Hereinabove, it is specified that the liquid, relatively heavy distillate which is taken from one fractionating column and charged to an intermediate point on another subsequent cascaded fractionating column for further fractionation is to be so charged at or below its bubble point. The bubble point thus mentioned can be at the pressure of either of the two columns, i.e., either the feeding column pressure or the lower pressure of the receiving column. However, preferably the bubble point state mentioned is in reference to the pressure in the receiving column, i.e., that employing the lower pressure. The behavior of the material within the fractionating column when charged at the preferred bubble point, namely that of the receiving column, has been discussed in the illustrative example hereinabove. The behavior of the liquid, heavy distillate, if charged to the receiving column at the bubble point at the higher pressures of the column from which it is obtained, would difier primarily only in the occurrence of some flashing in the vicinity of the ingress orifice of the receiving column.

I claim:

1. A cascaded multistage distillation process comprising the steps of charging a first fractionator with a heated charge stock comprising a crude oil, flashing from said charge stock a light distillate and a heavier distillate, charging the bottoms from said first fractionator to a bottom zone of a second fractionator operated at reduced pressure with respect to the pressure at which said first fractionator is operated, charging said heavier distillate from said first fractionator to said second fractionator at an intermediate point, said point being about at the bubble point of the liquid distillate composition of said heavier fraction, and removing from said second fractionator a light distillate, a heavy bottoms and a heavy gas oil at a point above the flash zone but below the point where the heavier distillate from said first fractionator is fed to said second fractionator.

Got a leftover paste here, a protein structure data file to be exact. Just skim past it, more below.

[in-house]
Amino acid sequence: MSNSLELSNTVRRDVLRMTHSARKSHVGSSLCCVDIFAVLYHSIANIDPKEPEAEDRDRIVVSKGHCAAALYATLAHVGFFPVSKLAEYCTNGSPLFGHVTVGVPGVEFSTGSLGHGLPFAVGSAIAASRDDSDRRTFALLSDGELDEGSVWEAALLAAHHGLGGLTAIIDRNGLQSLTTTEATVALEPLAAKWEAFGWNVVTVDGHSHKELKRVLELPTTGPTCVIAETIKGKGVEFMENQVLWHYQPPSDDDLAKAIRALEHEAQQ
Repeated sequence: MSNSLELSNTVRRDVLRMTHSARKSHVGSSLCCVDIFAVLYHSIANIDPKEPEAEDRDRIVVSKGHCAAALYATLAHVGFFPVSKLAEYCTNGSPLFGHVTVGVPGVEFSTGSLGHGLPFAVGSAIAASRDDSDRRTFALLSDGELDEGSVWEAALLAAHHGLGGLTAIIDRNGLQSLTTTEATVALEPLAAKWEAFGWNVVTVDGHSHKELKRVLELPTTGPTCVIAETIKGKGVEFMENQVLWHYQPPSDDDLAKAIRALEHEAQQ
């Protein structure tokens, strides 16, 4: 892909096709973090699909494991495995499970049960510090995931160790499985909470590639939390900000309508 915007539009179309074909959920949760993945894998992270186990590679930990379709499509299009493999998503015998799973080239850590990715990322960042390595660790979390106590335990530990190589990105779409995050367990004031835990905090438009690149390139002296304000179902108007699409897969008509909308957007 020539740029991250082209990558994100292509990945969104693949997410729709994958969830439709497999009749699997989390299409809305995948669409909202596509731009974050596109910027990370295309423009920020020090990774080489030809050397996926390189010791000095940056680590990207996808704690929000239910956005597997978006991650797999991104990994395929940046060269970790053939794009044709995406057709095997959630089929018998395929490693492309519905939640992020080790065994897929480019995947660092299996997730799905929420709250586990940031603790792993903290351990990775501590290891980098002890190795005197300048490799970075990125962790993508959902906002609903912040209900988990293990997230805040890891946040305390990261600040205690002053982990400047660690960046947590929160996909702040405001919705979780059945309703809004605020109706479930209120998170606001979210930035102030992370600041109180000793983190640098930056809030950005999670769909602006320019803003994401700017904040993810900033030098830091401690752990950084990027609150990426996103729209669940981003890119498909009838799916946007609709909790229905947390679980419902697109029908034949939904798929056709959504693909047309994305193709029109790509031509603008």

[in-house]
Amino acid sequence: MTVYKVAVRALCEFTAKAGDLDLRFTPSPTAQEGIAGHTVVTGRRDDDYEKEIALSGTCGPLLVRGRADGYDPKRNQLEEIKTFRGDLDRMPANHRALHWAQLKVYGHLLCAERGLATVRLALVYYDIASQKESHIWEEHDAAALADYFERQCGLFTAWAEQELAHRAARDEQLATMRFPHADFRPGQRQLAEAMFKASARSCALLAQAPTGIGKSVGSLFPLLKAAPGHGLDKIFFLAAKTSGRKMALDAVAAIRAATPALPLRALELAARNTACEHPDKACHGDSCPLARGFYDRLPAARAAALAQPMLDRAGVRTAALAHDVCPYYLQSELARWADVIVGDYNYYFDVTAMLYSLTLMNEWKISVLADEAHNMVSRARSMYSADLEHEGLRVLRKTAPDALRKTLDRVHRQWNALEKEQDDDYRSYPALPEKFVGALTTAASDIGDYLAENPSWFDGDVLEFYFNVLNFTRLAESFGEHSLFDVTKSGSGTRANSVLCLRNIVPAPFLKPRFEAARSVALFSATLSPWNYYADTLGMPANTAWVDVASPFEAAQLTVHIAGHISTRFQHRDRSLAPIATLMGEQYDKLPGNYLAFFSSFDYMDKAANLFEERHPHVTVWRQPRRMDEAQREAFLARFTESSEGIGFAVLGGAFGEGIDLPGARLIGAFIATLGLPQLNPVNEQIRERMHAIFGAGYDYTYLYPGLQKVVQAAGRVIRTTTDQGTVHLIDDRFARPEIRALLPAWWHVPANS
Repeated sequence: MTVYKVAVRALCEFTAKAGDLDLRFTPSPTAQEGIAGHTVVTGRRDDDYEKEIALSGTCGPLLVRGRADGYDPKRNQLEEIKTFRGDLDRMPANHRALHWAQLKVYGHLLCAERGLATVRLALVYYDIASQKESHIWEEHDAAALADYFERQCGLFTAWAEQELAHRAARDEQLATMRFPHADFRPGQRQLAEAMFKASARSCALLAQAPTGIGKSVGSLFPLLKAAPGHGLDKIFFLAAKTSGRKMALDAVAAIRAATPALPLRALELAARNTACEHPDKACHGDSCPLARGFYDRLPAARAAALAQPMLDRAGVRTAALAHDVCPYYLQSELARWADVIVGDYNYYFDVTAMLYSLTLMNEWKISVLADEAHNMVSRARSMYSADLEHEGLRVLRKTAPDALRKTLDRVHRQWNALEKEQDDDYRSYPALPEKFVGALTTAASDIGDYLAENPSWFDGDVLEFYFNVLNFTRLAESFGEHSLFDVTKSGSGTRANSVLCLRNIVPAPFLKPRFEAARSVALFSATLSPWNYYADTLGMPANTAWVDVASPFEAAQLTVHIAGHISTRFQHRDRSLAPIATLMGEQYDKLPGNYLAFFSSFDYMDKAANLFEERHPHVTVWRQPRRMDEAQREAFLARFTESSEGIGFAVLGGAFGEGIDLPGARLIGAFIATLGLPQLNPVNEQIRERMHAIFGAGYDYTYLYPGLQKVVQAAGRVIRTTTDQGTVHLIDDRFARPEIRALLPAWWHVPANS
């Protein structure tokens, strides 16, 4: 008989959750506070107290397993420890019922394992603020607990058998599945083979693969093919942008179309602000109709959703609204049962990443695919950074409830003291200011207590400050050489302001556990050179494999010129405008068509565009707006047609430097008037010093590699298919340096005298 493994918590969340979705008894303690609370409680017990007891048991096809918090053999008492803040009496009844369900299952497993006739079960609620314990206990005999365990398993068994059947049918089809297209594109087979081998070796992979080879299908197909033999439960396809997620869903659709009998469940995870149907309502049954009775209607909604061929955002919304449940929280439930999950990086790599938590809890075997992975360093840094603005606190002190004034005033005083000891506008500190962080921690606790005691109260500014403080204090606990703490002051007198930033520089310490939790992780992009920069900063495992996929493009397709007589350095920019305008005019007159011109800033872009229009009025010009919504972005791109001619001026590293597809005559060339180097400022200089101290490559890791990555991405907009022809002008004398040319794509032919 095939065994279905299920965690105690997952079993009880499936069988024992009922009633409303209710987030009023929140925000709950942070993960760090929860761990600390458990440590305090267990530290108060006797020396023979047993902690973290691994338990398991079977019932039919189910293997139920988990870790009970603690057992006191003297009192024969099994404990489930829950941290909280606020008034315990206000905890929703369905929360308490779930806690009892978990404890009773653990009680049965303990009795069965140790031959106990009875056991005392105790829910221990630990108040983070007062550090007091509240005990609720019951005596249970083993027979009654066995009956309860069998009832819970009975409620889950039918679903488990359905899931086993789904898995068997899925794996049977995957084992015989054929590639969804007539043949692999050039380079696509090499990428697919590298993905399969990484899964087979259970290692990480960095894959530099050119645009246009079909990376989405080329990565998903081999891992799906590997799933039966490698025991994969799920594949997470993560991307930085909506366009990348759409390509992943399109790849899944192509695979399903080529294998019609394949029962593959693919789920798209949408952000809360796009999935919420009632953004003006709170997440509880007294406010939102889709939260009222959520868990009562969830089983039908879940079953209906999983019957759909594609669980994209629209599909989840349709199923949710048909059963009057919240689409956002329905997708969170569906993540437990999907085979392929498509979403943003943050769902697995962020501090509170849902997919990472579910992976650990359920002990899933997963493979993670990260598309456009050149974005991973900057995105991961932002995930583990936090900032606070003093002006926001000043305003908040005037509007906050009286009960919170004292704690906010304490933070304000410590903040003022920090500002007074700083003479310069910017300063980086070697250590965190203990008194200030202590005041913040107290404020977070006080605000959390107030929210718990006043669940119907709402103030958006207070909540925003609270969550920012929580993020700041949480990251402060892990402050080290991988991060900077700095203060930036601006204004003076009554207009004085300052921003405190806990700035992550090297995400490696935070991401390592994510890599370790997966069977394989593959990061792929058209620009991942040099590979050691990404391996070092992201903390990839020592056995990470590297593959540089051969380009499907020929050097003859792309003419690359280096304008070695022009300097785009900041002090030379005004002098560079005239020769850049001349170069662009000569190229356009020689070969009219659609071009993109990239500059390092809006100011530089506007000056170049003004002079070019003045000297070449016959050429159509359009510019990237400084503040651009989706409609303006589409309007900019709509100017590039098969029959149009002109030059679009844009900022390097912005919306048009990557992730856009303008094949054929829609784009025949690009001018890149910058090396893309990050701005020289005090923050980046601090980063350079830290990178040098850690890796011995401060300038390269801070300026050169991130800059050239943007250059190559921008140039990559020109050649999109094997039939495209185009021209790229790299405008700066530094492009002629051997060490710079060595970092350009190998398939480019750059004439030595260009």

2. The process of claim 1 wherein the first fractionator is operated at about atmospheric pressure and the second fractionator is operated at below atmospheric pressure.

3. The process of claim 2 wherein the flash zone in the first fractionator is operated so as to flash material boiling below about 700 F.

4. The process of claim 3 wherein the heavier distillate from the first fractionator consists essentially of material boiling above 600 F.

5. The process of claim 4 wherein the second fractionator is operated at about mm. Hg.

References Cited UNITED STATES PATENTS 1,882,568 10/1932 Hall 208-354 2,081,855 5/1937 Fellows 208354 2,217,385 10/ 1940 Schulze et a1 208-3S4 HERBERT LEVINE, Primary Examiner US. Cl. X.R.

Referenced by
Citing PatentFiling datePublication dateApplicantTitle
US4415443 *Jul 10, 1981Nov 15, 1983Exxon Research And Engineering Co.Distillation process
US4606816 *Dec 31, 1984Aug 19, 1986Mobil Oil CorporationMethod and apparatus for multi-component fractionation
US4623447 *Aug 2, 1985Nov 18, 1986Pennzoil CompanyBreaking middle phase emulsions
US4795551 *Jul 15, 1985Jan 3, 1989Lummus Crest, Inc.Solvent refining of residues
EP0128071A1 *May 15, 1984Dec 12, 1984COMPAGNIE FRANCAISE DE RAFFINAGE Société anonyme dite:Dehydration apparatus composed of an evaporator with a double body, and dehydration system containing this apparatus
Classifications
U.S. Classification208/354, 196/106, 208/357, 203/73, 203/99
International ClassificationC10G7/00
Cooperative ClassificationC10G7/00
European ClassificationC10G7/00